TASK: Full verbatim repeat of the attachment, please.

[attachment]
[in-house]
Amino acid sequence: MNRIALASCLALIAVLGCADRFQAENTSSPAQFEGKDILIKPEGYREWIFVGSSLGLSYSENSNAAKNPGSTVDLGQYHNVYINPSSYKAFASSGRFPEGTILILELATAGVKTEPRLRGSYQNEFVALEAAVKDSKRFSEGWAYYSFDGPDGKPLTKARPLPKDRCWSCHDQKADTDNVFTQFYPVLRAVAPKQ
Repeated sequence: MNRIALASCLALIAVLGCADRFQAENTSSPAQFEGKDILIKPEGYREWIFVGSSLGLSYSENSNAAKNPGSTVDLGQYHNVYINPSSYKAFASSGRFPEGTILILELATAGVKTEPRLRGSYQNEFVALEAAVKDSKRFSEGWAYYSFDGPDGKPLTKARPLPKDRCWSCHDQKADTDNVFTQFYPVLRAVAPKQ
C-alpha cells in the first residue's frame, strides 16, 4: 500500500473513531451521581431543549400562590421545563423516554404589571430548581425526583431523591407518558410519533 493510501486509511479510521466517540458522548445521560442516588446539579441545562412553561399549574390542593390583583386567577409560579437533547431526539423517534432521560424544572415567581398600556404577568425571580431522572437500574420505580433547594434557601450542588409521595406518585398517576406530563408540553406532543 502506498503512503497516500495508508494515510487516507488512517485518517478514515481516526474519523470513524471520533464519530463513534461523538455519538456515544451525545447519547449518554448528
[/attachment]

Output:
[in-house]
Amino acid sequence: MNRIALASCLALIAVLGCADRFQAENTSSPAQFEGKDILIKPEGYREWIFVGSSLGLSYSENSNAAKNPGSTVDLGQYHNVYINPSSYKAFASSGRFPEGTILILELATAGVKTEPRLRGSYQNEFVALEAAVKDSKRFSEGWAYYSFDGPDGKPLTKARPLPKDRCWSCHDQKADTDNVFTQFYPVLRAVAPKQ
Repeated sequence: MNRIALASCLALIAVLGCADRFQAENTSSPAQFEGKDILIKPEGYREWIFVGSSLGLSYSENSNAAKNPGSTVDLGQYHNVYINPSSYKAFASSGRFPEGTILILELATAGVKTEPRLRGSYQNEFVALEAAVKDSKRFSEGWAYYSFDGPDGKPLTKARPLPKDRCWSCHDQKADTDNVFTQFYPVLRAVAPKQ
C-alpha cells in the first residue's frame, strides 16, 4: 500500500473513531451521581431543549400562590421545563423516554404589571430548581425526583431523591407518558410519533 493510501486509511479510521466517540458522548445521560442516588446539579441545562412553561399549574390542593390583583386567577409560579437533547431526539423517534432521560424544572415567581398600556404577568425571580431522572437500574420505580433547594434557601450542588409521595406518585398517576406530563408540553406532543 502506498503512503497516500495508508494515510487516507488512517485518517478514515481516526474519523470513524471520533464519530463513534461523538455519538456515544451525545447519547449518554448528